# A more intuitive way of constructing bump functions

This is a short note on creating bump functions, test functions which are $1$ on the desired domain, etc. I will be working in one dimension. However, all these results can be generalized to higher dimensions by using polar coordinates.

As we know, the function $f(x)= e^{-\frac{1}{x}}$ for $x\geq 0$ and $0$ for $x\leq 0$ is a smooth function. Hence, it is an ideal candidate for constructing smooth, compactly supported functions. If we wanted to construct a smooth function that was supported on $[a,b]$, then $f(x-a)f(-x-b)$ is one such function.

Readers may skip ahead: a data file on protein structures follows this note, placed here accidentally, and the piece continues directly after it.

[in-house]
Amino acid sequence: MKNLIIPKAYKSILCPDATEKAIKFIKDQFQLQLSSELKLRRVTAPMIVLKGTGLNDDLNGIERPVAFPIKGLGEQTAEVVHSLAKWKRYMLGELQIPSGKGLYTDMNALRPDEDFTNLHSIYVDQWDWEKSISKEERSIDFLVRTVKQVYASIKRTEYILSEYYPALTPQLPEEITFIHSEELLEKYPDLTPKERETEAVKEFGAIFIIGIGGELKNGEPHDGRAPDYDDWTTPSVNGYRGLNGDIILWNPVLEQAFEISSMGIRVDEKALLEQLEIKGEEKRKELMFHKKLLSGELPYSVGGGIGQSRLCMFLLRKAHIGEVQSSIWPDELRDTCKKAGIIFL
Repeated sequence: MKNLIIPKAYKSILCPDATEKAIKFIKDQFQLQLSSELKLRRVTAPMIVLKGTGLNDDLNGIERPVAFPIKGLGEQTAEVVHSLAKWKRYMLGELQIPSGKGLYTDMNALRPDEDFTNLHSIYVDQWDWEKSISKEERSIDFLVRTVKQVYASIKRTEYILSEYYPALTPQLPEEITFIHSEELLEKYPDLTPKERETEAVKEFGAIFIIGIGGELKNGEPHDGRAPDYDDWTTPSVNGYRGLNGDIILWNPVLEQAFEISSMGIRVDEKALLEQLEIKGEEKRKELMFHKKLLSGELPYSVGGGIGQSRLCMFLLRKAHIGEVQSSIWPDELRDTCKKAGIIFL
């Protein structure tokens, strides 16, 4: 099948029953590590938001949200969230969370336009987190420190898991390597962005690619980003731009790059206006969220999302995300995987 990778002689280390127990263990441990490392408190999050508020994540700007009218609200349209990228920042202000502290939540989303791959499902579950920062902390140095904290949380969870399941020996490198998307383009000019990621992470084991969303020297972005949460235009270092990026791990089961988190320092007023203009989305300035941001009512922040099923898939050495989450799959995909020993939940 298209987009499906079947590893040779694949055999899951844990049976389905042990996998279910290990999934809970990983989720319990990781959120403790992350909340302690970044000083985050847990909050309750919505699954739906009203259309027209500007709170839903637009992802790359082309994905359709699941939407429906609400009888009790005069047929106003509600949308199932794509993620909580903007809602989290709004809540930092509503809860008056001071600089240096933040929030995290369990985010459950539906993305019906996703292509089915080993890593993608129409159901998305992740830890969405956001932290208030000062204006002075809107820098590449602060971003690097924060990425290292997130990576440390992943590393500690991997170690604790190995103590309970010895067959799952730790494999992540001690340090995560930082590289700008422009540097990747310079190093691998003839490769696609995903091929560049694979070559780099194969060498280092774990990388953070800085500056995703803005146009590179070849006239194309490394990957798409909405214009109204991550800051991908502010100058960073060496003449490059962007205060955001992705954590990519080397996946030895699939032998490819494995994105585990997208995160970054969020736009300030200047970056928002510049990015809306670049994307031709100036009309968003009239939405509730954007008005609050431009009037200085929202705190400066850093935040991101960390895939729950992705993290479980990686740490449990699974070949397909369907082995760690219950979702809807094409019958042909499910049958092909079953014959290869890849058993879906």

However, the main difficulty is in constructing a bump function of the desired shape. How do we construct a bump function that is $\equiv 1$ on $[c,d]\subset [a,b]$? The idea that I had, which is different from the literature that I’ve consulted (including Lee’s “Smooth Manifolds”), is that we could consider the integrals of functions.

Consider $\int_0^{\infty} f(x-a)f(-x-c)-f(x-d)f(-x-b) dx$.

Basically, it we are integrating a function that is positive on $[a,c]$, and then adding that to the integral of the negative of the same function, but now supported on $[d,b]$.

This function will be constant on $[c,d]$, and then decrease to $0$ on $[d,b]$. On re-scaling (multiplying by a constant), we can obtain a bump function on $[a,b]$ that is $1$ on $[c,d]$.